(This is a photo of my great, great, great, great Grandfather Dillon Asher’s cabin, built in 1820, in Redbird, Kentucky.)
Well, someone is going to out me, probably Fnord, so I may as well out myself and save her the trouble.
Today is my fifty-eighth birthday. It is also the fortieth anniversary of the day I graduated from high School.
I was born in the front room of my grandparents farmhouse, on a wide space on a rural road in Southeastern Kentucky. There is no “there” there. About a mile away is an old stone and clapboard General Store than used to be the local mail drop. In the stone over the door is etched “Jarvis, KY, U.S. Post Office.”
The world has not been the same since I showed up.
I had a very humble start in life. The midwife was paid twenty-five dollars to deliver me. We had no running water and just had got electricity four years before. The farm was 76 acres of tobacco and we largely lived on the garden my Grandma grew and the pigs and chickens that Grandpa kept.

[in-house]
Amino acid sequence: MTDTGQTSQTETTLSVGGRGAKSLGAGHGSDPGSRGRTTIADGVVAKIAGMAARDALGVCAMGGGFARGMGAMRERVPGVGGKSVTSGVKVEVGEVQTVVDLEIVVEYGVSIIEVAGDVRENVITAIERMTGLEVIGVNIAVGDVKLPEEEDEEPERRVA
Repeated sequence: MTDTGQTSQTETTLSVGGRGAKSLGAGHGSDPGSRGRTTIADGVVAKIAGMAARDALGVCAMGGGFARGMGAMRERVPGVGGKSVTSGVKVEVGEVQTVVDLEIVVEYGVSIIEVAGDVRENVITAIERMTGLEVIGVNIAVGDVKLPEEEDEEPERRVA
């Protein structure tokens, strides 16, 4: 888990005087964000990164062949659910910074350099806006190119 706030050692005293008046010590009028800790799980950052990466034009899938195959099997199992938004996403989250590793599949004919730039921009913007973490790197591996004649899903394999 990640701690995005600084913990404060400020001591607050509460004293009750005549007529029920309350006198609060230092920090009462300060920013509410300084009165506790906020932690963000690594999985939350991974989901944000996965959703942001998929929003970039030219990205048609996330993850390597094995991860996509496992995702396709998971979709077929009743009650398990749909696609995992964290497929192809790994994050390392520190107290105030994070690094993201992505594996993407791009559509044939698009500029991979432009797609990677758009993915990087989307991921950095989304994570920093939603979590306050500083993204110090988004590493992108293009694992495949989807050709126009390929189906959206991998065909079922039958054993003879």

I never saw a doctor or dentist until I was seven years old and long gone from the farm where I was born. I wasn’t circumcised until I was eight. (Jesus Christ! You wanna do what?) When I was twelve, I ran away from home, hoping to hop a freight train back to Kentucky. It was January and I nearly frostbit my feet and had to go back.
Since then, I have often wonder what my life would have been like had I been allowed to stay with my grandparents. Would I have grown up to be the man I am today or would I have been a far different person?
Virtually everything about me today is a product of my intellect and not a reflection of my life post-adoption.
Still, should I ever grow up, what will I be?
I guess, that is a question that can never be answered.
William Stephenson Clark, a.k.a. Stevie